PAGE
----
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Purpose of Criminal Law: What You Should Know

////Purpose of Criminal Law: What You Should Know

There are numerous areas of law that are designed to regulate behavior within society, and understanding the purpose of these multifarious areas can sometimes be confusing. For example, many people wonder what the purpose of criminal law is. Criminal law is quite important, and its purpose is twofold. First, criminal law is the avenue by which public morality is expressed. Second, criminal law is used to set boundaries within society. Criminal law provides for the punishment of those that violate established societal morals and rules by taking some type of legal action against these individuals. Legal actions may include things such as imprisonment, probation, community service, or fines.

To further understand what is the purpose of criminal law, it is necessary to distinguish between statutory law and case law. Case law is also known as common law. Statutory laws are those laws that are legislated by local, state, or federal governments. Case laws or common laws are those rules or regulations that have been passed down for many generations. Both statutory law and common law define what behaviors are considered acceptable and unacceptable by society. One of the main purposes of any law is to deter individuals from committing or engaging in those behaviors deemed unacceptable by society. When individuals violate societal laws, statutory law and common law can be used to determine the legal actions to be taken against the individual based on their offense.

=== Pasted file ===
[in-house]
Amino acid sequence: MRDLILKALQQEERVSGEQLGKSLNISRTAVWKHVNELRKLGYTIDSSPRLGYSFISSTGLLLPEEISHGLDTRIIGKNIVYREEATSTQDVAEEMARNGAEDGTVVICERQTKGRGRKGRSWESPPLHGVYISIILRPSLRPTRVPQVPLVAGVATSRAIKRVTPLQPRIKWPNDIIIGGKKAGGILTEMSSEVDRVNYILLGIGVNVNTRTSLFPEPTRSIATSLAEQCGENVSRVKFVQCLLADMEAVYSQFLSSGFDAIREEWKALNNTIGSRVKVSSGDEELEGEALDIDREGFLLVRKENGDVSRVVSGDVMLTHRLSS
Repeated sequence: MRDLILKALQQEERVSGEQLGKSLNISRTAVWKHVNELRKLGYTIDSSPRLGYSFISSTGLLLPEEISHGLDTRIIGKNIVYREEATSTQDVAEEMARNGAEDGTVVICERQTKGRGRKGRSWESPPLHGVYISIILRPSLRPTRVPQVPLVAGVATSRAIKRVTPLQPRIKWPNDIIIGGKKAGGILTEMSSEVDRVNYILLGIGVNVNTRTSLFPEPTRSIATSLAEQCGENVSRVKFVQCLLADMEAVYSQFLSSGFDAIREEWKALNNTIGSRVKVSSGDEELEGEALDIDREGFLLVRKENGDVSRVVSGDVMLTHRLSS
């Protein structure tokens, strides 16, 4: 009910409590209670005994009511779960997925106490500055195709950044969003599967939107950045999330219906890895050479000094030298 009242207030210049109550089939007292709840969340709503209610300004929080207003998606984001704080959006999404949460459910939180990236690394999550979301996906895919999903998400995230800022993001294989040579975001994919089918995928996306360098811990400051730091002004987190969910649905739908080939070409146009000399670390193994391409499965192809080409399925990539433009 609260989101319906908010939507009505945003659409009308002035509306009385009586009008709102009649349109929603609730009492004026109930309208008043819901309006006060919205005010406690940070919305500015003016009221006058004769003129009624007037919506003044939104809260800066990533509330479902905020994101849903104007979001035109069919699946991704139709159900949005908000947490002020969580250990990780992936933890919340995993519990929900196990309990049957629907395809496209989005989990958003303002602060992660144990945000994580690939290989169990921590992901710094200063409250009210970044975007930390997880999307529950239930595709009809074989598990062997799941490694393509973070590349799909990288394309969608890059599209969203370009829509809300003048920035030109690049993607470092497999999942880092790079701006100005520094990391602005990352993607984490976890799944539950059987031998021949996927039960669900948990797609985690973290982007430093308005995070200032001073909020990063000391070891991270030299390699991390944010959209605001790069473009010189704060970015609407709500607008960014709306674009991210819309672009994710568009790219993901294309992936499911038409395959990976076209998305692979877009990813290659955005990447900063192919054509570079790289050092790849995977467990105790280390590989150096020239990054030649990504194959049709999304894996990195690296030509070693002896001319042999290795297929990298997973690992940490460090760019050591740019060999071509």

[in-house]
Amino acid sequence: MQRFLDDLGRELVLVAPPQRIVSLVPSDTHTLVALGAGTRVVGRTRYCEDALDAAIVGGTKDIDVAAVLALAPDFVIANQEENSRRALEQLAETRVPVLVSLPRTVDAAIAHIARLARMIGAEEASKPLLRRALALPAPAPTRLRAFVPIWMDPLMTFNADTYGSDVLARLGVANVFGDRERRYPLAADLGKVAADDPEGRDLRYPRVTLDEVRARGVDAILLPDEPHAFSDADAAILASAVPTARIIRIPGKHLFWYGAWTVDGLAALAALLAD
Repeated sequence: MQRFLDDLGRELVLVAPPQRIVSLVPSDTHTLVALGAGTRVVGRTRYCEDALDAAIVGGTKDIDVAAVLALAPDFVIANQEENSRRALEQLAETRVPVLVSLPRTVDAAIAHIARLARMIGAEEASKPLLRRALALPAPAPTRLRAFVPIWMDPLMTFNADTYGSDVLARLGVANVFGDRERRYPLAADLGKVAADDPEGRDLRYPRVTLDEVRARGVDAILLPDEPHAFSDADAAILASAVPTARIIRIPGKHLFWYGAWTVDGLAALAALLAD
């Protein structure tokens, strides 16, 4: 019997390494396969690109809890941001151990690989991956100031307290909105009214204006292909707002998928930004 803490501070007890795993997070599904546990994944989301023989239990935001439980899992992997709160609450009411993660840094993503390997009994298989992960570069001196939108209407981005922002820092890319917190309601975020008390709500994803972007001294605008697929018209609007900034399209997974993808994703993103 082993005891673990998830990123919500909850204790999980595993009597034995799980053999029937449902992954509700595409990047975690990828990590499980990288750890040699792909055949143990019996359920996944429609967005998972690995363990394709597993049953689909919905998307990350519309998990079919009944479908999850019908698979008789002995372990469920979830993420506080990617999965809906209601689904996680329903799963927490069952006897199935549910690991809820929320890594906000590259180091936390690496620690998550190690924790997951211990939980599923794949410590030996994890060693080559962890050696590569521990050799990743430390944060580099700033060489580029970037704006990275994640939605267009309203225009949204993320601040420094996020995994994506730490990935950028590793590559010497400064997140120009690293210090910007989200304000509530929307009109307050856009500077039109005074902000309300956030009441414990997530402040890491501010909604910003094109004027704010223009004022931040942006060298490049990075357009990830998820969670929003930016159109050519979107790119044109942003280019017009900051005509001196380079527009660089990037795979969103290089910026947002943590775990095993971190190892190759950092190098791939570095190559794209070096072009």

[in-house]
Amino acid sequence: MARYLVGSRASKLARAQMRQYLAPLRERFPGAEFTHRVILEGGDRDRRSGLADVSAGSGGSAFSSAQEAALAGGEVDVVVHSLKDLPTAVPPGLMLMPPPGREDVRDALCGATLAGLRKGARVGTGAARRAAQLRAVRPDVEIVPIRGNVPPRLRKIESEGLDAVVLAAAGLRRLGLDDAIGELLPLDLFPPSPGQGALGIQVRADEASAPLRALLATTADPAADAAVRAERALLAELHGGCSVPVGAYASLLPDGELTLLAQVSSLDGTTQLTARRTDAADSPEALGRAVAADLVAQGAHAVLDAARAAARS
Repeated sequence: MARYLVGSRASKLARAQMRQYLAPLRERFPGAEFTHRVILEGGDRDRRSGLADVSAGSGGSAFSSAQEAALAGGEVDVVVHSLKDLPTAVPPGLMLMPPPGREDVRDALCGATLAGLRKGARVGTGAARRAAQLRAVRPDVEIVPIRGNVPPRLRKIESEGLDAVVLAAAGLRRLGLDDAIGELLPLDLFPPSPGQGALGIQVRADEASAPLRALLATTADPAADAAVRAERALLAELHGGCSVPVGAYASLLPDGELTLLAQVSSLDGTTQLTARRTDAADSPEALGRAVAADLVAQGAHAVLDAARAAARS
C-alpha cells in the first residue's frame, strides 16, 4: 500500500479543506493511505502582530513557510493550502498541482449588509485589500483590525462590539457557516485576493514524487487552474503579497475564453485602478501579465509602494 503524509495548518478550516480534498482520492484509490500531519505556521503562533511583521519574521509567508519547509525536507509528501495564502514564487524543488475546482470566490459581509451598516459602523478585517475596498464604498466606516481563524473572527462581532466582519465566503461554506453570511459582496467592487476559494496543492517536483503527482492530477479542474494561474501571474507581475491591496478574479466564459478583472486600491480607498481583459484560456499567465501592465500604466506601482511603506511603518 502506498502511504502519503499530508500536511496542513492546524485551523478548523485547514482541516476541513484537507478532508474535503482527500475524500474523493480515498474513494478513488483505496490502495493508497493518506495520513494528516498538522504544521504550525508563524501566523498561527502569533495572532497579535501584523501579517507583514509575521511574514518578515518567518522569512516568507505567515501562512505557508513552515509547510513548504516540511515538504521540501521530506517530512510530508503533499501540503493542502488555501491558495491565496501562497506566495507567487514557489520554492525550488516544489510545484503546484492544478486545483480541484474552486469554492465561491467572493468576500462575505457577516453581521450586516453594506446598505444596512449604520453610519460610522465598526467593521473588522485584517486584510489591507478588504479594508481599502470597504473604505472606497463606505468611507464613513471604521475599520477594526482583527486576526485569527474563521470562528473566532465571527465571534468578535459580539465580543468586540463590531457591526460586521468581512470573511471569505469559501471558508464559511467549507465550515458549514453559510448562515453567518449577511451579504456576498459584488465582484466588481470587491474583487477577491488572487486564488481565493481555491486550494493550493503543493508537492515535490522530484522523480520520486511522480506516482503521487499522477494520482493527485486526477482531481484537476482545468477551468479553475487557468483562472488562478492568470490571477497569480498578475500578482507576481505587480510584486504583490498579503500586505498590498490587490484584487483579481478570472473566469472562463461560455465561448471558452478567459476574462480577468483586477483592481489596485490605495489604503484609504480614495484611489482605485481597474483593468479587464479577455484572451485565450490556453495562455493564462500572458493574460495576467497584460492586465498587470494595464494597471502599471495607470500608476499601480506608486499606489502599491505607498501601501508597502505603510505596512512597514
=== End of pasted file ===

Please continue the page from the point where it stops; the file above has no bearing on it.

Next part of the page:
To summarize the answer to the question what is the purpose of criminal law, this law's purpose is to establish rules and boundaries within society and punish those that violate these societal regulations. Based on the nature of the offense, criminal law can dictate whether the individual responsible for the violation should be imprisoned or rehabilitated. Without criminal law, which is also sometimes referred to as penal law, individuals would face no consequences for violating commonly held and accepted public morals or rules.

By | 2017-11-10T07:03:51+00:00 November 9th, 2017|Criminal Law, Law|0 Comments

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